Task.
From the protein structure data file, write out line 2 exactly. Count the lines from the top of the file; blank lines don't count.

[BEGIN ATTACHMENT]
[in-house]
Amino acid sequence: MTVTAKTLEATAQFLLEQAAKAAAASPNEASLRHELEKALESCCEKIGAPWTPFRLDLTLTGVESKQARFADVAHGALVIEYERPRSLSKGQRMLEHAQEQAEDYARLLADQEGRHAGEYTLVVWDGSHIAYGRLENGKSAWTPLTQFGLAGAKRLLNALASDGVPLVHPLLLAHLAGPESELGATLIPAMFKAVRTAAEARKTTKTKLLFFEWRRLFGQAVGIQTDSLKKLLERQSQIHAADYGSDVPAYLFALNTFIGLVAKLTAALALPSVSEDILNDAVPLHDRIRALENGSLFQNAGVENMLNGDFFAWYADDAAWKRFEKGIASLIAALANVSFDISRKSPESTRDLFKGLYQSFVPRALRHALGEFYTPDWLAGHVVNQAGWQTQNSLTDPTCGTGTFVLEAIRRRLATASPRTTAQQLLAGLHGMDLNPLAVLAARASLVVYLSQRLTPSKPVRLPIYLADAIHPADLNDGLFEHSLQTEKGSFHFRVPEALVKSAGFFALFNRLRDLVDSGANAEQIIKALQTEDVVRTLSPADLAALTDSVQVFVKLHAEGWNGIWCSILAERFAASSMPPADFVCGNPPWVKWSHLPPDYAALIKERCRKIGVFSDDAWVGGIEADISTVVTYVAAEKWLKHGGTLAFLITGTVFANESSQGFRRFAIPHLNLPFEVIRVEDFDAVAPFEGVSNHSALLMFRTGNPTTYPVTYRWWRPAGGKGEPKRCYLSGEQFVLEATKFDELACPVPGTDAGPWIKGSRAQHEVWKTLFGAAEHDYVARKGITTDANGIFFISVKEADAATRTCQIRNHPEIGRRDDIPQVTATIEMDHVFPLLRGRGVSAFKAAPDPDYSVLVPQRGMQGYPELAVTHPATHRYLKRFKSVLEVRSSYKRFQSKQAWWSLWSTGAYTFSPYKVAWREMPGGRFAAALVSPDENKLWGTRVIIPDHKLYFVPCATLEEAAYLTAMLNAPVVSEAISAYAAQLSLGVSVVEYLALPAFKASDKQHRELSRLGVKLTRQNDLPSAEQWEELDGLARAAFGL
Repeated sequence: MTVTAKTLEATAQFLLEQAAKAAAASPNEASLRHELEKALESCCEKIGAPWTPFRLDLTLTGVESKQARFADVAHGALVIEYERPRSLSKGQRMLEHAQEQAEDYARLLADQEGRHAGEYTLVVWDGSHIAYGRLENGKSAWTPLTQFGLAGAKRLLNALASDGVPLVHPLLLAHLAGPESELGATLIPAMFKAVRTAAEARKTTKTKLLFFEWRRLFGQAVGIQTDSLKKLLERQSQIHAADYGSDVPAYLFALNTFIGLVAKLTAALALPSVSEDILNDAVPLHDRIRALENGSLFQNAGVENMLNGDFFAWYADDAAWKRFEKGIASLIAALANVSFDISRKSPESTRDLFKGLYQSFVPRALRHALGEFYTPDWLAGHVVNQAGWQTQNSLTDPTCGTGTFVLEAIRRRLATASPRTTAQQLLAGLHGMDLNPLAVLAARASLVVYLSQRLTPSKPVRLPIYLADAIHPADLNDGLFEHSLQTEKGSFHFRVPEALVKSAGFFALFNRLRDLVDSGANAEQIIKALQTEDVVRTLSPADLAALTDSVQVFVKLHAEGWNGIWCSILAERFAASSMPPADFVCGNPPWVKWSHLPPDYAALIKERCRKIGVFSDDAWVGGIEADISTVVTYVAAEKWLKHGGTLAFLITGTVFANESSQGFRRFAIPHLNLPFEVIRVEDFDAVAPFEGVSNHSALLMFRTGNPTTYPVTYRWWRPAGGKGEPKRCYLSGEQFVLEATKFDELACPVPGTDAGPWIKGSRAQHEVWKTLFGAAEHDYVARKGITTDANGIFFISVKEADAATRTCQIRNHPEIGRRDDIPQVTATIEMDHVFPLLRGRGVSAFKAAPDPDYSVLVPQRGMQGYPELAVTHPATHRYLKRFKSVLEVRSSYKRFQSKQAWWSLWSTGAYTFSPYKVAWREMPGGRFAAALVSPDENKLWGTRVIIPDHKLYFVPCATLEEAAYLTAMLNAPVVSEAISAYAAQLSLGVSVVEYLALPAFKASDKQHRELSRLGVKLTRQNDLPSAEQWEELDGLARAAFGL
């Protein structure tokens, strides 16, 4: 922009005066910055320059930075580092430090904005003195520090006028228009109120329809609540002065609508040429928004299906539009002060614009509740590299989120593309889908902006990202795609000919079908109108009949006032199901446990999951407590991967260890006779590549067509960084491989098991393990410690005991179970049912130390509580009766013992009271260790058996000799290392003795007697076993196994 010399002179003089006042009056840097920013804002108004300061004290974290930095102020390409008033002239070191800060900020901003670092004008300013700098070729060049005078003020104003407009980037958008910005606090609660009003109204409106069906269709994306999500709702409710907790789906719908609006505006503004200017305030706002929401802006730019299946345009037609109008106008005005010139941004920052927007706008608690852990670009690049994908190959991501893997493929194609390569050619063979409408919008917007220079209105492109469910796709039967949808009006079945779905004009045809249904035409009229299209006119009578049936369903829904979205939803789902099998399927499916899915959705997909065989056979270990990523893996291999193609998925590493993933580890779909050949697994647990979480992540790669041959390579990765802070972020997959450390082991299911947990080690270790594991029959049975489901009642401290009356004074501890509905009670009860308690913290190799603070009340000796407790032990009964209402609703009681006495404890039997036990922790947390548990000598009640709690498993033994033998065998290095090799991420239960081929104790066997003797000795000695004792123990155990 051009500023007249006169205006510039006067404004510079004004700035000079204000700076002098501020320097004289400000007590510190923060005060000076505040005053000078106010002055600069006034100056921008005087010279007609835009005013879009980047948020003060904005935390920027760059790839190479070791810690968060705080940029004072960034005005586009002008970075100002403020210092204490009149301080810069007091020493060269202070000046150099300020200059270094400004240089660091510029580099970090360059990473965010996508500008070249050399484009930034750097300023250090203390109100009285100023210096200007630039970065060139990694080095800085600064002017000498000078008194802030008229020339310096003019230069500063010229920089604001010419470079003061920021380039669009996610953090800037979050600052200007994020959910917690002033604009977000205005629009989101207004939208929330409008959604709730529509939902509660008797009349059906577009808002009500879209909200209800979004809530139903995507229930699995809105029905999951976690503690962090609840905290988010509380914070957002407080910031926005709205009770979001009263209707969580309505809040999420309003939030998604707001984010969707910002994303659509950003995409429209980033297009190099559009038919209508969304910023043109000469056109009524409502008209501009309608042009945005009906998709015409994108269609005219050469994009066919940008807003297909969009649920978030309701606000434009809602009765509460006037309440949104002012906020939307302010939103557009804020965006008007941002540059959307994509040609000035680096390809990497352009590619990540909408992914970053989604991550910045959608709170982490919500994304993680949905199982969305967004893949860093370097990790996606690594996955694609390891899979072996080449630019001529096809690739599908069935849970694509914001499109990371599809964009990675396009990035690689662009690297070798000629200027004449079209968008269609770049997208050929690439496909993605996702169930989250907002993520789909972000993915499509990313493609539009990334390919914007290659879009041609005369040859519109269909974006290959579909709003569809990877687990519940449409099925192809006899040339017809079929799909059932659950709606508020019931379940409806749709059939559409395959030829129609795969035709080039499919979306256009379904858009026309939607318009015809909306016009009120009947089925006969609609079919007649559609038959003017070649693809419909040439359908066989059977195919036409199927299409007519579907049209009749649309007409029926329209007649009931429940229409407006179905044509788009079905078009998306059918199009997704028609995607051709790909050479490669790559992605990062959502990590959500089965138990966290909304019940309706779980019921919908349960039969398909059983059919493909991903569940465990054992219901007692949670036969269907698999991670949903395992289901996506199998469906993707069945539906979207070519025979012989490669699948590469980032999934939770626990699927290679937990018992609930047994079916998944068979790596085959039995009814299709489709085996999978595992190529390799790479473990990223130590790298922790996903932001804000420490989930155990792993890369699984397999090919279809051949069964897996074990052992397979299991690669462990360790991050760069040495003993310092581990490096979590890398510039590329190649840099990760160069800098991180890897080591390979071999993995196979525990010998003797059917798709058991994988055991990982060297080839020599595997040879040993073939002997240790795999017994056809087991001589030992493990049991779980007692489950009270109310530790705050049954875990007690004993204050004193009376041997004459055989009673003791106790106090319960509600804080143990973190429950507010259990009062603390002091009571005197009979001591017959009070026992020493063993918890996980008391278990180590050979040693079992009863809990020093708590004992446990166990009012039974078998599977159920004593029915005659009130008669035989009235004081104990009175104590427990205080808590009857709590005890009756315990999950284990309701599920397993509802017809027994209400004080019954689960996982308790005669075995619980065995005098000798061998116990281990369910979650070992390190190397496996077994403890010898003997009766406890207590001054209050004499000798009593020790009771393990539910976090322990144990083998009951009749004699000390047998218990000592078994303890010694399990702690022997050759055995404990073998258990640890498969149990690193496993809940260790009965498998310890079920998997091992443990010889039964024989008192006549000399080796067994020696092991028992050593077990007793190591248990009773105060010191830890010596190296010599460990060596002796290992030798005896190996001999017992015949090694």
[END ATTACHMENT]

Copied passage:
Amino acid sequence: MTVTAKTLEATAQFLLEQAAKAAAASPNEASLRHELEKALESCCEKIGAPWTPFRLDLTLTGVESKQARFADVAHGALVIEYERPRSLSKGQRMLEHAQEQAEDYARLLADQEGRHAGEYTLVVWDGSHIAYGRLENGKSAWTPLTQFGLAGAKRLLNALASDGVPLVHPLLLAHLAGPESELGATLIPAMFKAVRTAAEARKTTKTKLLFFEWRRLFGQAVGIQTDSLKKLLERQSQIHAADYGSDVPAYLFALNTFIGLVAKLTAALALPSVSEDILNDAVPLHDRIRALENGSLFQNAGVENMLNGDFFAWYADDAAWKRFEKGIASLIAALANVSFDISRKSPESTRDLFKGLYQSFVPRALRHALGEFYTPDWLAGHVVNQAGWQTQNSLTDPTCGTGTFVLEAIRRRLATASPRTTAQQLLAGLHGMDLNPLAVLAARASLVVYLSQRLTPSKPVRLPIYLADAIHPADLNDGLFEHSLQTEKGSFHFRVPEALVKSAGFFALFNRLRDLVDSGANAEQIIKALQTEDVVRTLSPADLAALTDSVQVFVKLHAEGWNGIWCSILAERFAASSMPPADFVCGNPPWVKWSHLPPDYAALIKERCRKIGVFSDDAWVGGIEADISTVVTYVAAEKWLKHGGTLAFLITGTVFANESSQGFRRFAIPHLNLPFEVIRVEDFDAVAPFEGVSNHSALLMFRTGNPTTYPVTYRWWRPAGGKGEPKRCYLSGEQFVLEATKFDELACPVPGTDAGPWIKGSRAQHEVWKTLFGAAEHDYVARKGITTDANGIFFISVKEADAATRTCQIRNHPEIGRRDDIPQVTATIEMDHVFPLLRGRGVSAFKAAPDPDYSVLVPQRGMQGYPELAVTHPATHRYLKRFKSVLEVRSSYKRFQSKQAWWSLWSTGAYTFSPYKVAWREMPGGRFAAALVSPDENKLWGTRVIIPDHKLYFVPCATLEEAAYLTAMLNAPVVSEAISAYAAQLSLGVSVVEYLALPAFKASDKQHRELSRLGVKLTRQNDLPSAEQWEELDGLARAAFGL